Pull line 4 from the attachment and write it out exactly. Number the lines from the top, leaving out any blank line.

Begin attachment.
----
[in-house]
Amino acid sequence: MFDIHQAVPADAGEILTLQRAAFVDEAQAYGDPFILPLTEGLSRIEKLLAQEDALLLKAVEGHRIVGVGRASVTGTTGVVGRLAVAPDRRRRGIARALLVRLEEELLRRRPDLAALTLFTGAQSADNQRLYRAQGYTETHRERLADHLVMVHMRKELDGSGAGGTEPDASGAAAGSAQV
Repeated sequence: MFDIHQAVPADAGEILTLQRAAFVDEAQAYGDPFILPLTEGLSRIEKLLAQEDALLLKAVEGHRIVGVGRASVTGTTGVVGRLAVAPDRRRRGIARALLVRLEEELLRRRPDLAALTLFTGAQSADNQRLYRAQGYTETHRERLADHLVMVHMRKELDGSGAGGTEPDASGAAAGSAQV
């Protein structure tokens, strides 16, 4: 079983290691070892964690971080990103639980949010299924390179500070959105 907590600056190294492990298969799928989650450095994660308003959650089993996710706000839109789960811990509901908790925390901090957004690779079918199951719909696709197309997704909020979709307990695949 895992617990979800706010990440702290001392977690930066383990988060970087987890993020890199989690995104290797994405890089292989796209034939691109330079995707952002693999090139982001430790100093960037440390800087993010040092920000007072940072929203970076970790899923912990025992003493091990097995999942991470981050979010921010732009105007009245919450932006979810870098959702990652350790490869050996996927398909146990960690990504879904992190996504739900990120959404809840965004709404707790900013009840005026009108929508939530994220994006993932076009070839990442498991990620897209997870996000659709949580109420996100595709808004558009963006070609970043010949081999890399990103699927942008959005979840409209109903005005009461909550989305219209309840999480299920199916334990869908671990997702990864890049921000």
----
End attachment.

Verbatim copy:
């Protein structure tokens, strides 16, 4: 079983290691070892964690971080990103639980949010299924390179500070959105 907590600056190294492990298969799928989650450095994660308003959650089993996710706000839109789960811990509901908790925390901090957004690779079918199951719909696709197309997704909020979709307990695949 895992617990979800706010990440702290001392977690930066383990988060970087987890993020890199989690995104290797994405890089292989796209034939691109330079995707952002693999090139982001430790100093960037440390800087993010040092920000007072940072929203970076970790899923912990025992003493091990097995999942991470981050979010921010732009105007009245919450932006979810870098959702990652350790490869050996996927398909146990960690990504879904992190996504739900990120959404809840965004709404707790900013009840005026009108929508939530994220994006993932076009070839990442498991990620897209997870996000659709949580109420996100595709808004558009963006070609970043010949081999890399990103699927942008959005979840409209109903005005009461909550989305219209309840999480299920199916334990869908671990997702990864890049921000």